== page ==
This article on “Scaffolding Definition” aims to give an in-depth explanation on scaffolding activity.
The scaffolding definition will cover –
- Scaffolding Definition
- What is a scaffold
- Categories of scaffold
- Types of scaffolding
- Risk Associated with scaffolding
- Safe working practice for scaffolding
- Don’ts when working from a scaffold
The process of setting up a scaffold is called scaffolding and a person who sets up a scaffold is called a scaffolder.
A scaffold is a temporary working structure, set with poles, wood or iron to hold workers, materials or both. It is an elevated working platform. It provides a better and spacious working platform when the use of ladder is not feasible.
Some jobs that requires a scaffold are:
- Electrical installations, etc.
OSHA categorizes scaffold into three (3) basic types:
- Supported Scaffold: This consist of one or more platforms, supported by rigid, load-bearing members, such as poles, legs, frames and outriggers.
- Suspended Scaffold: This is one which has one or more platforms suspended by ropes or other non-rigid, overhead support.
- Other Scaffold: Principally, this consist of personnel hoist, man-lifts, etc.
Types Of Scaffolding
- Single scaffolding
- Double scaffolding
- Cantilever scaffolding
- Suspended scaffolding
- Trestle scaffolding
- Steel scaffolding
- Patented scaffolding
Major Risk associated with scaffolding
- Fall from height
- Falling object
- Musculoskeletal disorders, etc
Safe working practice for scaffolding
- Scaffolding should be carried out by competent personnel only.
- All scaffold must be assessed and certified before use.
- Safe access and egress but be provided.
- Adequate fall protection should be provided when working from a scaffold.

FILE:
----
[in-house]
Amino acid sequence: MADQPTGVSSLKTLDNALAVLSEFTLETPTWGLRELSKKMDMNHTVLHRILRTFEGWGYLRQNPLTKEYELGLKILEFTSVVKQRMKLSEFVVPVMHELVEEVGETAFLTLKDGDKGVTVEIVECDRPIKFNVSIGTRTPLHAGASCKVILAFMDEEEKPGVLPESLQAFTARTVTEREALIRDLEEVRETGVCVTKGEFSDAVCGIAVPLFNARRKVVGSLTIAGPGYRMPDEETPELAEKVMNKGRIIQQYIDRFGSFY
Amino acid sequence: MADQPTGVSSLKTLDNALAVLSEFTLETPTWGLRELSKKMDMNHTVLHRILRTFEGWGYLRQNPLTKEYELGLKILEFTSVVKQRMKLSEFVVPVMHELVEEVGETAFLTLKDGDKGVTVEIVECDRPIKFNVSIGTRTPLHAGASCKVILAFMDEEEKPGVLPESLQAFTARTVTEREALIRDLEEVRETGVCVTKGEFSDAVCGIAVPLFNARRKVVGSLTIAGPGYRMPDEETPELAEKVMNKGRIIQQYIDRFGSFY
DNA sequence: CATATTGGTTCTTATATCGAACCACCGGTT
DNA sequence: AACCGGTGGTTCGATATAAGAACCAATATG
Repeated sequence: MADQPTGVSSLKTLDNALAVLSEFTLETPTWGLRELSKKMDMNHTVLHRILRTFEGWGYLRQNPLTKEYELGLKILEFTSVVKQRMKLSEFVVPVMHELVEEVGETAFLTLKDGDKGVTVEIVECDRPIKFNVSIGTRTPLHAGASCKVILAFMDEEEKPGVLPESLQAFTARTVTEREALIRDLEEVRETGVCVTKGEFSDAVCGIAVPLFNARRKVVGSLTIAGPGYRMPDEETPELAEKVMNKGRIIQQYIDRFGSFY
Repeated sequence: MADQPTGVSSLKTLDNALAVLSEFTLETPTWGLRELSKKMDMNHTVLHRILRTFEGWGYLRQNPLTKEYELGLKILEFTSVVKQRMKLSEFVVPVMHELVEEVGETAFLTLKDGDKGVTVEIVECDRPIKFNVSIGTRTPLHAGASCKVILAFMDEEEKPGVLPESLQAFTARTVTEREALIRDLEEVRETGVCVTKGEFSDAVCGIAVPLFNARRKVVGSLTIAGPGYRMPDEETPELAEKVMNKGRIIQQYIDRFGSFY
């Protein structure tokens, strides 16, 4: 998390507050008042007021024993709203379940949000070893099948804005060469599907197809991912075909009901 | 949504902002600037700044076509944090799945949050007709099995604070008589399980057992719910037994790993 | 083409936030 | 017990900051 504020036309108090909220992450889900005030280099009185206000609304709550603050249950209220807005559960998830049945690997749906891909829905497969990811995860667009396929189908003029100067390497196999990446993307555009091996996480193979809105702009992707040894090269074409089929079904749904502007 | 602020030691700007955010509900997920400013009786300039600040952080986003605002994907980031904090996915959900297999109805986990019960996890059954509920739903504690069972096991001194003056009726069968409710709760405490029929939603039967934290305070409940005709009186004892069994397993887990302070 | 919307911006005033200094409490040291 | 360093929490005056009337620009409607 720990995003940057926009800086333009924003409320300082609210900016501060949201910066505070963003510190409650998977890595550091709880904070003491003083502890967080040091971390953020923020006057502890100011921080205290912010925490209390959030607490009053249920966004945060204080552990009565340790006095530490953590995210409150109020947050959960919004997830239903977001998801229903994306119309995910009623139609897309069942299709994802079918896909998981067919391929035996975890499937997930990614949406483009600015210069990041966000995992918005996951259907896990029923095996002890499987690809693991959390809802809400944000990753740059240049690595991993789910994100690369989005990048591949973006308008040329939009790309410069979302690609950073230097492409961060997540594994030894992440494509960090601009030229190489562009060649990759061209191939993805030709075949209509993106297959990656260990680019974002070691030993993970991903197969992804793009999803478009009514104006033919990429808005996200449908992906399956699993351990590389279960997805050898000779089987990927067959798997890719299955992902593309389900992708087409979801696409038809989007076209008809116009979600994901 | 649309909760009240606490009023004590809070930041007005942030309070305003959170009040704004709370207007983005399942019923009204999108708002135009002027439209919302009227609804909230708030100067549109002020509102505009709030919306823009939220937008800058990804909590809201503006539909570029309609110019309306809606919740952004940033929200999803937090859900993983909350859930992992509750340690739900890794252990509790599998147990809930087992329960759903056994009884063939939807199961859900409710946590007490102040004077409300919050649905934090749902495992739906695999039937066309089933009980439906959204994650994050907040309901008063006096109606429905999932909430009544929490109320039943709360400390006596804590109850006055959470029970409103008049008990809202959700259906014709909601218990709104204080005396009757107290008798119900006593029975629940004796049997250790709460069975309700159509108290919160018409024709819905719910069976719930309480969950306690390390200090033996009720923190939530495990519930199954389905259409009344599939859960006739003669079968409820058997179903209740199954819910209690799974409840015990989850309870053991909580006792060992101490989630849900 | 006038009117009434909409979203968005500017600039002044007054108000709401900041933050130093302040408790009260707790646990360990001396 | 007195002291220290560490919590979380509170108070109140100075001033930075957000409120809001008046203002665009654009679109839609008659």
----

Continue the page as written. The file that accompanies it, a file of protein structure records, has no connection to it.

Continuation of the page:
- In cases of falling objects and tools, debris net may be installed in the scaffold to checkmate falling objects, tools and materials.
Don’ts when working from a scaffold
- Don’t over reach, work to the limit of the scaffold.
- Don’t stand on the scaffold edge protection rail to work.
- Don’t try to move the scaffold while still on it. (Applicable to mobile scaffold)
- Don’t use the scaffold rail to access the scaffold, use the ladder.
- Don’t set the scaffold on an uneven ground.
- Don’t climb any scaffold when it has not been certified safe for use and when there is no safe scaf tag on it.
- Don’t carry materials when climbing unto a scaffold; always maintain 3-point contact. Use tag line to convey your materials.
From our topic “Scaffolding Definition”, we have been able to provide series of information about scaffolding.
If you are an employer and needs a certified scaffolder for your organization, or as an individual and needs to be certified as a scaffolder or scaffold inspector, please contact us.
You can contact us through our contact page. We will be happy to guide you in the process.
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